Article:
Tarragon is an herb that is used a lot in French cooking, and it is used many times along with chives, chervil, and parsley to create a French blend of herbs. It can help improve your blood sugar control if you have high sugar levels in your body and although it tastes a little different from parsley, it can still be used as a substitute in cooking and as a garnishment.

Oregano

Fresh and dried oregano herb on a wooden table.

Oregano part of the mint family but it has a strong, delicious taste and is used a lot in Italian and Greek cuisine. It can be used as a parsley substitute and used fresh or dry in cooking a variety of foods in place of parsley. Since it has a stronger flavor, you should use a little less of it in cooking. For instance, if a recipe calls for a tablespoon of parsley, you may want to only use a teaspoon of oregano.

Chives

A cluster of chives on a chopping board.

Chives taste very similar to a mix of onions and garlic and look a lot like small green onion sprigs. Chives are bright green in color and will add delicious flavor to the dish you are cooking. Fresh or dried chives can be used as a parsley substitute in a variety of dishes and will promote healthy cell growth in the body since chives are rich in beta carotene.

Arugula

A basin full of arugula herbs.

Arugula is actually a salad green instead of an herb but because it boasts a peppery flavor, it makes a great parsley replacement and can also be used as an edible garnish. It is rich in calcium so will promote strong bones and teeth.

Endive

This is a close look at a bunch of fresh endive.

Endive is also salad green that can be used as a substitute for parsley and curly leaf endive looks almost exactly like curly leaf parsley. Much like arugula, it has a more bitter, peppery flavor and can be used as an edible garnish or in place of parsley when cooking.

Fresh Coriander

This is a close look at fresh coriander leaves.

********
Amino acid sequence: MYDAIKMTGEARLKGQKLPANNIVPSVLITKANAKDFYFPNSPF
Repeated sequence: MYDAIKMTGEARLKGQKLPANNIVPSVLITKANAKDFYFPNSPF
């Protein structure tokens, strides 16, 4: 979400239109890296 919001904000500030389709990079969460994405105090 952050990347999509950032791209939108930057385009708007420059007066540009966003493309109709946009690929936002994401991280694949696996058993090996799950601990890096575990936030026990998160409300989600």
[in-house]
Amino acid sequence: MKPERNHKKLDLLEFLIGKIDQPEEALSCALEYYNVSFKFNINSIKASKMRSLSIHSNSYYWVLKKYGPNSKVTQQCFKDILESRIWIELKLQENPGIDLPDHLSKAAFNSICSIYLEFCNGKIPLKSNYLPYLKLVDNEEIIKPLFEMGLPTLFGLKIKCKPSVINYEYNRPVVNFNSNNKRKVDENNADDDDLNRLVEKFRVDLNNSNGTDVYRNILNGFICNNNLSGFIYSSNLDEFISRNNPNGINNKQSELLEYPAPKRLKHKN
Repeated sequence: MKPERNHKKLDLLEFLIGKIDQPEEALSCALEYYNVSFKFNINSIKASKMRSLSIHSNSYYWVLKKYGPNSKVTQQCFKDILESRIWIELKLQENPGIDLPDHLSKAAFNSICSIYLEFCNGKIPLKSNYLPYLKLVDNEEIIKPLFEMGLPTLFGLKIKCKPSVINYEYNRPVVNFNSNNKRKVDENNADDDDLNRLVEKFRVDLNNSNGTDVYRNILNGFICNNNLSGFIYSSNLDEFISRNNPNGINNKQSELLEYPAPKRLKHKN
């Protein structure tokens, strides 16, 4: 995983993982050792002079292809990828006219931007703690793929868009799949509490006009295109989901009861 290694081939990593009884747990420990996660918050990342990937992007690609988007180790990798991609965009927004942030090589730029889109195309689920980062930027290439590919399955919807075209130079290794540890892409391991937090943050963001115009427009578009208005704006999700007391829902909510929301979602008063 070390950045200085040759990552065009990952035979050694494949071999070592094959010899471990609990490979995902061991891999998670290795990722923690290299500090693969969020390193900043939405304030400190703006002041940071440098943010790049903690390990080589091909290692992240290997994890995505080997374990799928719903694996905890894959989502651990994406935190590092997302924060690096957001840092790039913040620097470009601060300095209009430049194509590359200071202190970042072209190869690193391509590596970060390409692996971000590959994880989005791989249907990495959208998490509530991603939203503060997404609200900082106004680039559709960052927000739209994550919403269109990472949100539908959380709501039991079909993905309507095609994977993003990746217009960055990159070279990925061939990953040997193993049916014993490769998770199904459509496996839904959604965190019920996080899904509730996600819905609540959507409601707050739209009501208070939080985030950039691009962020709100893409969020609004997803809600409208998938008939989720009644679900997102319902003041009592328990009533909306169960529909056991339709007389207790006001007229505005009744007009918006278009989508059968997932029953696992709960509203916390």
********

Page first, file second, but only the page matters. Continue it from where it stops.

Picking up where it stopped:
Coriander is native to the Middle Eastern countries as well as Europe and its fresh leaves and stalks are edible. It is very similar to cilantro and be used easily as a substitute for parsley.

Cilantro

A cluster of fresh green cilantro.

Cilantro is a very strong-flavored herb that closely resembles flat leaf parsley. It is often used in Thai food and Mexican cuisine and is low in calories like parsley. Since it has a strong flavor you will have to be cautious as to what dishes you use it in as a replacement for parsley. It is better used in place of parsley as a garnish.

Learn how to store cilantro here.

Basil

A cluster of fresh green basil on a wooden table.

Basil also has a strong flavor and sports bright green leaves. It is used often in Italian dishes and is rich in vitamin K which helps with blood clotting. It is best used as a garnish to replace parsley since it does have a stronger flavor to it.

Bay Leaf

A close look at a bunch of dried bay leaf.

Fresh or dried bay leaves are used in cooking for their distinctive flavor and aroma. A bay leaf should be removed, though, from the dishes you use it in during the cooking process because unlike parsley, you should not eat it.

Marjoram

A bunch of fresh marjoram herb on a wooden table.

Marjoram is sometimes confused with oregano since the two are very similar. It can be used as a replacement for parsley but use less of it while cooking due to its stronger flavor.